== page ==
Fair use is an American legal principle that has enabled large enterprises in the US to use copyright material for free. Under Australian law, enterprises pay Australian writers, artists, creators, photographers and publishers to use their work, unless it’s for public interest purposes outlined in the legislation, such as reporting news or parody.
One of the consequences of exceptions like US fair use is uncertainty and unpredictability for content creators.
The filing of copyright court cases in the US is vastly greater per capita than in Australia, and the fair use exception is raised in a significant and growing proportion of them. An analysis of copyright cases filed in the US in 2014 alone showed a defence of ‘fair use’ was raised in 43% of the defended cases. By contrast, an analysis of reported cases of the Australian Federal Court between 2006 and 2012 showed that 94 involved copyright, but only four of those referred to a copyright exception as a key issue.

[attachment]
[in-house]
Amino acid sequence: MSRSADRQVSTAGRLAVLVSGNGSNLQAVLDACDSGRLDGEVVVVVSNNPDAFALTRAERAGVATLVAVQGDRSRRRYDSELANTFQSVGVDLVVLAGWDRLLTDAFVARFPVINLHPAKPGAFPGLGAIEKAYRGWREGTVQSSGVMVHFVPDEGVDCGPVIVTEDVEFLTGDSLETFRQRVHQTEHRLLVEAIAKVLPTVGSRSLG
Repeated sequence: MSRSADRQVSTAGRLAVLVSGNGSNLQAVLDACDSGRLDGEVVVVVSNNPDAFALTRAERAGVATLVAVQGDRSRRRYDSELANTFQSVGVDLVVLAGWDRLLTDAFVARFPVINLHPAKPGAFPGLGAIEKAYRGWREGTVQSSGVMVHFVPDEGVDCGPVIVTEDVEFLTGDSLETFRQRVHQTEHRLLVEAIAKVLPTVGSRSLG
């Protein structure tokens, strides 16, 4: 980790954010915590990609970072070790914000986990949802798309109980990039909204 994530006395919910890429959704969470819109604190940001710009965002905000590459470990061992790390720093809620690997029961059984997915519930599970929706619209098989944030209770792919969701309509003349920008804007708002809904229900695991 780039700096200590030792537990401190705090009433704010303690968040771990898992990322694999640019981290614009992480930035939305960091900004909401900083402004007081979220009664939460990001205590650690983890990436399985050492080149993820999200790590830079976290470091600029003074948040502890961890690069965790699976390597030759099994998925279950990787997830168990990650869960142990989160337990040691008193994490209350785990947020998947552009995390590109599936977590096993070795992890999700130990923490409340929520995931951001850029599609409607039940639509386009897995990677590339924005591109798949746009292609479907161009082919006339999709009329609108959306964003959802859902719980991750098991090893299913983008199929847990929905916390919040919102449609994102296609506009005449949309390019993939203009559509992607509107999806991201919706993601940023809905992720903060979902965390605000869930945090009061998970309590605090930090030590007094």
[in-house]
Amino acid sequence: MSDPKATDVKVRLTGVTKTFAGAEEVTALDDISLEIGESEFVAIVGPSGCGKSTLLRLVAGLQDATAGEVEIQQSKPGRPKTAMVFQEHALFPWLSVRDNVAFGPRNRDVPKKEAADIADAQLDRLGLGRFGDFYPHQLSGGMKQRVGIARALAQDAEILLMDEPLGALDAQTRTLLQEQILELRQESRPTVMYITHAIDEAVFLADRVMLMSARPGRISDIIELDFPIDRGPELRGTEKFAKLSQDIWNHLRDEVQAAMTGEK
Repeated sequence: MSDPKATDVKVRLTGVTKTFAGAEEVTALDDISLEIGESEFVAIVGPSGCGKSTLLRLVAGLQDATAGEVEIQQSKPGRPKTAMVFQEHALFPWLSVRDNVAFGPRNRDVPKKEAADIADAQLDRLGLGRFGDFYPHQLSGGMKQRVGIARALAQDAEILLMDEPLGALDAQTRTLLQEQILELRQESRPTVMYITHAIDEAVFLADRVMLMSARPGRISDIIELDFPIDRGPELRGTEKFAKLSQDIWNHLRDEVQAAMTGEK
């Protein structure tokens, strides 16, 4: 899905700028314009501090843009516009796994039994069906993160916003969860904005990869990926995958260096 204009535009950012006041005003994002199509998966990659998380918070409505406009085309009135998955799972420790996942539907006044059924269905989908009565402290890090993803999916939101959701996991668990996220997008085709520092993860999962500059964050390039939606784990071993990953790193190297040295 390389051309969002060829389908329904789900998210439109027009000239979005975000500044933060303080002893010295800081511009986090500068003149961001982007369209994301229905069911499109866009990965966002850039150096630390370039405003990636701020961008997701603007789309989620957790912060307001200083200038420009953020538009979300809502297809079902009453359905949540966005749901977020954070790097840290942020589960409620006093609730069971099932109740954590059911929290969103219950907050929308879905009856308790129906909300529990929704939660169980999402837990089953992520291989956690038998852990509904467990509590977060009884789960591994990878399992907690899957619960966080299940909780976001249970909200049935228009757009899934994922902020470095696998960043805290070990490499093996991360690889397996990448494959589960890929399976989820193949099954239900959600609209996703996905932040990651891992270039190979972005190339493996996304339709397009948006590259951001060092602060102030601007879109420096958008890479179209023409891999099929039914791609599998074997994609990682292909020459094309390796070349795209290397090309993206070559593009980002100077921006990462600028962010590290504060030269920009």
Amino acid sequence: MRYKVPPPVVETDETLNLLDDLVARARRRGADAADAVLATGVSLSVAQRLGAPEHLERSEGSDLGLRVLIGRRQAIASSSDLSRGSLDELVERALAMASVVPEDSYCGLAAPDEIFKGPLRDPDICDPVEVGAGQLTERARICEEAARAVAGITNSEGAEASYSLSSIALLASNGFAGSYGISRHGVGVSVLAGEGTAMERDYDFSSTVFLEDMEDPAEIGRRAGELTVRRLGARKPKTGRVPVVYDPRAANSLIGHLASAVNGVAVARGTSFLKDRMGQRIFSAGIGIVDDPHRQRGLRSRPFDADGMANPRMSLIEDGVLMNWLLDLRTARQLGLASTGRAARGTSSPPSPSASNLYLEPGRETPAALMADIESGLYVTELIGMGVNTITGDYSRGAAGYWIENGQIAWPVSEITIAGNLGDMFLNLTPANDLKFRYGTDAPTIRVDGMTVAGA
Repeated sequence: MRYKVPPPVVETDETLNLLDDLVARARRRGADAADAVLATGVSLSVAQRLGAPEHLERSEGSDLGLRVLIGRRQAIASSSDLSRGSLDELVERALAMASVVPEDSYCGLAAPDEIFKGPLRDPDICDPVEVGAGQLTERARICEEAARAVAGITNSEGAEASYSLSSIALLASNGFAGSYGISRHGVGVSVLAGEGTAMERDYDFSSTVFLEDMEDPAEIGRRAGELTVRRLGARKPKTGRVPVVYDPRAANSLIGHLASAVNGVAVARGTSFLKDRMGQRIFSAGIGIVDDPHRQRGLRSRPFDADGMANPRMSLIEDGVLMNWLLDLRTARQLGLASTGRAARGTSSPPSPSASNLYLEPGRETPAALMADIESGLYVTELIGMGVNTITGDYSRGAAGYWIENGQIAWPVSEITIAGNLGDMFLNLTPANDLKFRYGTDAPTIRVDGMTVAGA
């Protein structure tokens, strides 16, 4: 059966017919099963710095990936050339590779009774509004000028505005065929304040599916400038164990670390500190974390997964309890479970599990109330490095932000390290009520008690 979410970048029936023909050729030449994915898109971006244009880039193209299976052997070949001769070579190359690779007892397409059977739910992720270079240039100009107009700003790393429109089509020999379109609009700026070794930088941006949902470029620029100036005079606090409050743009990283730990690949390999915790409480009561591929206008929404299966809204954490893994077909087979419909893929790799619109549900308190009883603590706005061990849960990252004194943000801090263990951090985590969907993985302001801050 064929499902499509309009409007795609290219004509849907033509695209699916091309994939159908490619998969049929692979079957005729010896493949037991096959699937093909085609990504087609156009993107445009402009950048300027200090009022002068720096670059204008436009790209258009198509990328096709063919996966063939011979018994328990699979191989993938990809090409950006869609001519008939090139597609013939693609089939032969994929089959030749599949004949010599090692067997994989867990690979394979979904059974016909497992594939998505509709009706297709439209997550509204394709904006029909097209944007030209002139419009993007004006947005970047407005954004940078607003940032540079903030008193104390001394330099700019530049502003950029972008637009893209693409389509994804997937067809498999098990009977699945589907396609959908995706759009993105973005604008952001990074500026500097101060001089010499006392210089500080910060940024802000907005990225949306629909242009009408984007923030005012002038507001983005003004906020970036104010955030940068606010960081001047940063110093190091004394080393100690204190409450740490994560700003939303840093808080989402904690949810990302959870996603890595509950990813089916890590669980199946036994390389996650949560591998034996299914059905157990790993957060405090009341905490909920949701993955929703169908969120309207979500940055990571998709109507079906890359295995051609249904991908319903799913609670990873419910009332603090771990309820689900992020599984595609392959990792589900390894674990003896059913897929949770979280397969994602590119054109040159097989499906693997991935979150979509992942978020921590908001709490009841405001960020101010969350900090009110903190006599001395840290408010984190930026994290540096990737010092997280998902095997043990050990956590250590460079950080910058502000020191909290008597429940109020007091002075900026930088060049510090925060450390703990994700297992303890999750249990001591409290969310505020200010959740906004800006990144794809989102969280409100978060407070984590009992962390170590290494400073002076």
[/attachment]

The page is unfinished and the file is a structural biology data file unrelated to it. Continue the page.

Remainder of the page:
If fair use was introduced into Australia, there would be less Australian content on our screens, on our bookshelves and in our schools and universities. PricewaterhouseCoopers recently estimated that introducing fair use in Australia could result in a loss of GDP of more than $1 billion.